Although Norway is not an EU member, it has agreed on a voluntary contribution of €2.8 billion to promote economic and social cohesion in poorer Eastern European countries. “It’s a win-win situation,” explains Elisabeth Aspaker who adds: “It’s not a rule that we should get something back.”
Elisabeth Aspaker is Norway Minister for EEA and EU affairs.
Aspaker spoke to euractiv.com’s Publisher and Editor, Frédéric Simon.
Norway recently sealed an agreement with the EU about grants it will offer to the least developed member states of the European Union. Why does Norway provide such grants? Is this an obligation under the EEA/EFTA treaties?
This is a voluntary contribution from Norway to support social and economic cohesion in Europe. It is linked to the EEA Agreement which include a common goal to work together to reduce social and economic disparities in Europe. To this end, we have created the EEA and Norway Grants.
Europe is our most important market. Almost 75% of our exports go to the European market. So what’s good for Europe is good for Norway. This is why we have this kind of partnership with the EU.
There are 15 recipient countries, most of them from Eastern Europe, but also Portugal and the Baltic countries. This mirrors the EU Cohesion Fund criteria which means that Spain has been phased out for the coming financial period (2014-2021).
Since 1994, our contribution has added up to about 30 billion Norwegian Kroner (NOK) (€3.27bn). For the next period (2014-2021), it is almost 26 billion NOK (€2.8bn).
So it’s quite a lot of money and it has increased significantly over the last decade.
You said these are voluntary grants. What was the rationale when the decision was taken?
As I said, this is a win-win situation. If the EU member countries are doing well, this is good for Norway because we are close partners when it comes to the economy or security issues.
Norway is not an EU member state, as you know, but we participate fully in the internal market via the incorporation of EU legislation in the EEA Agreement. So, in that regard, we have the same rights and duties as EU member states.
This is not a legal obligation, but we contribute because it is in our interest. We share a responsibility towards countries that have a weaker economy than ours. We want to contribute to their economic and social development, so that the internal market can function as well as possible throughout the EEA.
Also, when you compare the political agendas in Norway and in the EU, you will find that they are very similar. It’s about dealing with migration, better regulation for the single market, energy union, climate and follow up after Paris, etc.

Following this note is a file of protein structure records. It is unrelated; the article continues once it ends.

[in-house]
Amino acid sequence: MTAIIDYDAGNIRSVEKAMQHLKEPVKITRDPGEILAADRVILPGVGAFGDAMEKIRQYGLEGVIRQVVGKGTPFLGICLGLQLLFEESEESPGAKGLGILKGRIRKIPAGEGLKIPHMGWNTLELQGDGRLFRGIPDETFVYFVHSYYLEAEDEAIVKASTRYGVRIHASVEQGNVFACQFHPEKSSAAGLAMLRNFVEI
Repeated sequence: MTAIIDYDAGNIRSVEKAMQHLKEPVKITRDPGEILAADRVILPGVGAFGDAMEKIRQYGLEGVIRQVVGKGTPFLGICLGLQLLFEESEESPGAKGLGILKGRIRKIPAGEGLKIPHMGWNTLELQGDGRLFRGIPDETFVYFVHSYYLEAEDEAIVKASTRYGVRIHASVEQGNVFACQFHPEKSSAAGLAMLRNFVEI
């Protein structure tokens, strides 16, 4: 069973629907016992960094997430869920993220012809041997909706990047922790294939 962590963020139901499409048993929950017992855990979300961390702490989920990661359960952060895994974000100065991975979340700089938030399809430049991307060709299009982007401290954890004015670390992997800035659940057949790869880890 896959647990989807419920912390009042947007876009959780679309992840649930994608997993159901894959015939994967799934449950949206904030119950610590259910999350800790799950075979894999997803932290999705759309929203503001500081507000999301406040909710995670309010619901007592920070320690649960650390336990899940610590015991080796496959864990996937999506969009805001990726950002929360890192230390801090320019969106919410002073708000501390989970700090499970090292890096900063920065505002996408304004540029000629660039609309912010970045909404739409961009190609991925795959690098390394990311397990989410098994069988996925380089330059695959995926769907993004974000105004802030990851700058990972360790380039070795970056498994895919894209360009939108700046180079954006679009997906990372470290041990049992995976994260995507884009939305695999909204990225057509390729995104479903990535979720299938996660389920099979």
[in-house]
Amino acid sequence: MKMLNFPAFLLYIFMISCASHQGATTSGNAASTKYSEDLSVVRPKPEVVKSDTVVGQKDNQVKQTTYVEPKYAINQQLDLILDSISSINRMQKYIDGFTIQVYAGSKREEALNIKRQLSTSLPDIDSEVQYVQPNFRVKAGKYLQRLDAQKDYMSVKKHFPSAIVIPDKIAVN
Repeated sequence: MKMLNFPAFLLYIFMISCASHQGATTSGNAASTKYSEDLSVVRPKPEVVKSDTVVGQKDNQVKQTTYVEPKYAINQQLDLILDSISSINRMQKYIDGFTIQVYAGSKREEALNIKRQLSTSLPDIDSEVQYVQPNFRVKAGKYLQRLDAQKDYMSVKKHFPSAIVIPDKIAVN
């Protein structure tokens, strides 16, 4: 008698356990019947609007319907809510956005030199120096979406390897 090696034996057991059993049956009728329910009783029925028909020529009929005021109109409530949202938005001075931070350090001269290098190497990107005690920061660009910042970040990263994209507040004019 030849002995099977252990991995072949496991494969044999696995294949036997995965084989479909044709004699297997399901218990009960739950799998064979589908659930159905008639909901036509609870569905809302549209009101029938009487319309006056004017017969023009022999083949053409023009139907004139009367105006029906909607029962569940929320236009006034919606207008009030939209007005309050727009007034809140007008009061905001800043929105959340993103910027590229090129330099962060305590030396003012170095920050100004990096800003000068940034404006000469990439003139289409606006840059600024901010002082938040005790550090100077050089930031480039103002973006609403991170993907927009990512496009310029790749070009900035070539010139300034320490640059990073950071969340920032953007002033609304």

So these grants offer opportunities for Norway to have a good dialogue with the EU and at the same time enhancing cooperation. Our grants both supplement and complement the EU funding for these 15 countries.
Norway indeed contributes to specific areas of the EU budget, depending on whether or not it participates in programmes or agencies. So these grants come separately?
Yes, they are separate contributions that we negotiate individually with each recipient country via a Memorandum of Understanding. So Poland, for example, knows in advance how much money they will get. We sit down at the table with the Poles and discuss how we’re going to spend this money.
And we have three main priorities for Norway in the next period: 1) Innovation, research and education; 2) Environment, energy and climate change; and 3) Justice and home affairs, including asylum and migration policy. And then there are two other priorities – about social inclusion youth employment and poverty reduction; and about civil society, good governance, fundamental rights and freedom.
So the grants cover a wide range of topics. What’s important is to focus on the areas we have selected but obviously, there is a partner on the other side of the table so we have to agree on what will be the priority for each country.
It’s about give and take but if you sum up, the priorities are very much aligned with what the countries themselves have prioritised. So we will have discussions with the beneficiary countries within the next 6-9 months, and then we hope to have the MoUs agreed with 15 countries.
You mentioned energy as one area covered by the grants. Does this mean Norwegian companies will benefit indirectly from the grants by gaining a foothold in these countries?